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Re: [avr-libc-dev] [bug #36921] util/delay.h uses inline...

From: David Brown
Subject: Re: [avr-libc-dev] [bug #36921] util/delay.h uses inline...
Date: Tue, 24 Jul 2012 17:18:20 +0200
User-agent: Mozilla/5.0 (Windows NT 5.1; rv:14.0) Gecko/20120713 Thunderbird/14.0

On 24/07/2012 16:30, Weddington, Eric wrote:

-----Original Message----- From:
[mailto:avr- address@hidden
On Behalf Of David Brown Sent: Tuesday, July 24, 2012 1:40 AM To:
address@hidden Subject: Re: [avr-libc-dev] [bug #36921]
util/delay.h uses inline...

On 23/07/12 21:00, Joerg Wunsch wrote:
As Weddington, Eric wrote:

I would hate to say, "We have to use C99 for some avr-libc
modules (atomic.h), but we guarantee C89 compliance for other
avr-libc modules (delay.h)". We really should be consistent
across the whole project. Which means that if we guarantee C89
compliance for one module, then it needs to be guaranteed for
everything in avr-libc, and we document what standard we comply

I'd say we *guarantee* C99 compliance, but wherever compliance
to older standards could be reasonably had, I don't mind
maintaining it that way.

Whenever compliance to C89/C90 would require a tradeoff, C99
takes precedence.  However, writing a couple of underscores in
front of a keyword is nothing worth talking about, I think.

Another data point: In the somewhat "standard" Makefile that we
put together for AVR applications, we always set the --std flag
to gnu99 for compiling AVR applications.

Well, "gnu99" is yet another thing, we should make sure
everything works with "c99" (i.e., without the GNU extensions).

For my 2 øre, I agree mostly with this.  In the case of adding a
couple of underscores, it should not be too much hardship.  But I
also see Erik's point - how much should people bother making
headers C89 compatible if few people use it that way, and other
headers will never be C89 compatible?

Is it really practical to use avr gcc without gnu extensions?
What about "pedantic" mode?

One case that springs to mind here is when people have to follow a
particular coding standard, such as Misra (which is C89 based,
IIRC), or who have to program in a particular variant such as
strict ANSI.  It is very useful in such cases to be able to compile
the code in C89 or ANSI mode, since that lets the compiler spot
errors better.  Should these users be told that they can use most
of the library, excluding specific parts such as atomic.h, or
should they be told that nothing is going to work?

Do the C99-specific headers check __STDC_VERSION__ to give a
user-friendly error message if someone tries to use them in C89

Finally, I hope all the headers are also C11 compliant for the
future... (from what I've read of C11, I can't see any reason why

A lot of great points above.

I agree that talking about 2 underscores is really not that much.

I guess it's the larger issue of "What standard does avr-libc comply
to? And what standard should avr-libc comply to?" that I'm concerned

I can agree that we meet some *minimum* standard, such as C99.
Obviously that's a reasonable goal.

Agreed - though it is possible that some parts might require gcc extensions to C99. What should be done if gcc extensions are not required, but would allow the generation of better (smaller/faster) code? One possible situation here is when attributes such as "const" or "pure" would allow better optimisation.

Is it ok to have some modules that comply to C89, and others that can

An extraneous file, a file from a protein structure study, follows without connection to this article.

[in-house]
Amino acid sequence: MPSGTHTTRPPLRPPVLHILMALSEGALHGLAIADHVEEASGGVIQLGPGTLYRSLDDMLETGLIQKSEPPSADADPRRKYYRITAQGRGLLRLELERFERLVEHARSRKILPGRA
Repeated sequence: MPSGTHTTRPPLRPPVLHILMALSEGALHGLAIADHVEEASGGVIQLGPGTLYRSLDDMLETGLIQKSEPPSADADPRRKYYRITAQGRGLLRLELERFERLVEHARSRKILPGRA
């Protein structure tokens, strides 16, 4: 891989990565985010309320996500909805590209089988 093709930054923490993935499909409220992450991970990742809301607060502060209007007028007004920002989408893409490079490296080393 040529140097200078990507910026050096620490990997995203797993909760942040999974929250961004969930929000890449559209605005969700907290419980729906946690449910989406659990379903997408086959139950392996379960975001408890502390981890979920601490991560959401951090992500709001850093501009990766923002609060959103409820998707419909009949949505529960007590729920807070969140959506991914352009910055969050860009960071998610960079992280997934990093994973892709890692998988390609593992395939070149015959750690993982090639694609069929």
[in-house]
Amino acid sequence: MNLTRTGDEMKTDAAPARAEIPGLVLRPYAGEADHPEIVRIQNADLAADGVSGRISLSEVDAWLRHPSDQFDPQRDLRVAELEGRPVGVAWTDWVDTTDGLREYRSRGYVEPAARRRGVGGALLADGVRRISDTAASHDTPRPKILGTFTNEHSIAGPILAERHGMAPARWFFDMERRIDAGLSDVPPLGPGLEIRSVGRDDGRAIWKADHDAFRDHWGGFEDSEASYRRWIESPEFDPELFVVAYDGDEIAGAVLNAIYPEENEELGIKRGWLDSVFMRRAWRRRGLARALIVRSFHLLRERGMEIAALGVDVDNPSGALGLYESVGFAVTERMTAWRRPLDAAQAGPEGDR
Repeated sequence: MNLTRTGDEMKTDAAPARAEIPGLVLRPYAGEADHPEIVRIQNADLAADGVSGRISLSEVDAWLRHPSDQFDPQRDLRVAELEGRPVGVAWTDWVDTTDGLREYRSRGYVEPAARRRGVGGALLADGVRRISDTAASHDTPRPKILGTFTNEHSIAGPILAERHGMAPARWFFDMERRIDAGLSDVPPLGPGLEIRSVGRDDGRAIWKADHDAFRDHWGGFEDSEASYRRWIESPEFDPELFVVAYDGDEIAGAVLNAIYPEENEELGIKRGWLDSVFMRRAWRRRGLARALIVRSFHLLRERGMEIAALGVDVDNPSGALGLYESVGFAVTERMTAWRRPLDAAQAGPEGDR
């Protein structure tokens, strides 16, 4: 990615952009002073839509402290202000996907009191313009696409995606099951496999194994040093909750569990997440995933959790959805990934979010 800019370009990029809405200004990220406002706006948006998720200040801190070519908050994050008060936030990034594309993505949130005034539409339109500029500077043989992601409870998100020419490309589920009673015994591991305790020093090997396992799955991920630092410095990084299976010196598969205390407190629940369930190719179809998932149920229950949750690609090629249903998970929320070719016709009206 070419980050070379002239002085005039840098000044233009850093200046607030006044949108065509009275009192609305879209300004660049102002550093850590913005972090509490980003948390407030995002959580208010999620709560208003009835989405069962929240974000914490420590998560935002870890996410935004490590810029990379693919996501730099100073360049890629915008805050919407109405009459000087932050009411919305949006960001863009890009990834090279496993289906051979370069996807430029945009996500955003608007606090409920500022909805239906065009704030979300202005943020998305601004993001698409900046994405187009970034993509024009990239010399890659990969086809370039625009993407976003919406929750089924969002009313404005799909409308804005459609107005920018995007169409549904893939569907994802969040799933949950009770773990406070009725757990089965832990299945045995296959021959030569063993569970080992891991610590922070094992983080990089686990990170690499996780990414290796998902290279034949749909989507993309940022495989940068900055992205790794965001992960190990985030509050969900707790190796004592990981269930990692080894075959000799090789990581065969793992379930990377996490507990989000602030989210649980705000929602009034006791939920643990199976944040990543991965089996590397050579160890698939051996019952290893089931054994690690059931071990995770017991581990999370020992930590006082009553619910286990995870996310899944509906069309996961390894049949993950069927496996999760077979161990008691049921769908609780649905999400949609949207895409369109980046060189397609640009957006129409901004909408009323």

never comply to C89? How would that benefit the user?

Assuming that the C89-compliant modules are also C99-compliant, I think it would benefit those who still have to use C89. While all (non-pathological) code that is valid C89 is valid C99, there are benefits in compiling your C89 code in C89 mode. The most obvious is static error checking - if you have to write C89-valid code, then it is useful that your compiler reminds you that // comments are not allowed.

The MISRA standard could be important. We would need to find out what
C standard it is based on. However, GCC itself does not have a
feature to compile to MISRA (AFAIK) so it makes it difficult to fully
comply. (Though I've wanted to add that feature to GCC for years.)

MISRA is currently based on C90/ANSI, AFAIK, with a C99 revision due "real soon now". However, you can expect the old version to be the norm for a long time to come.

gcc can compile perfectly well to MISRA standards - but what it can't do is give warnings for violations of many MISRA rules in the way that some compilers (IAR, CodeWorrier, etc.) can. Adding such warnings to gcc would be nice - but it should be a job for upstream gcc, not avr-gcc. Not all MISRA rules can be checked by the compiler, of course.

(I don't use MISRA myself, I just know a little bit about it.)

I do think that perhaps we ought to start using __STDC_VERSION__ to
give user-friendly error messages so that way we don't run into this
issue again. This goes beyond just the adding of two underscores for

I think it is perfectly reasonable to make some modules C99-only (or dependant on gcc extensions), if it leads to better/clearer code - but I agree there should be a check on versions and a nice #error message suggesting the use of "--std" flags.

And lastly, I don't know much about C11 to say, but I would think
that at the least it would be a superset of C99.

I think you have to try very hard to make C99 code that is not C11 compatible. But there are a symbols that are defined in new header files that might theoretically conflict with other headers (though I can't think of any realistic examples for avr libc).

One interesting area where avr libc and C11 might have different, potentially conflicting approaches is for atomic accesses. I haven't looked at either avr libc or C11 API's closely enough to judge.





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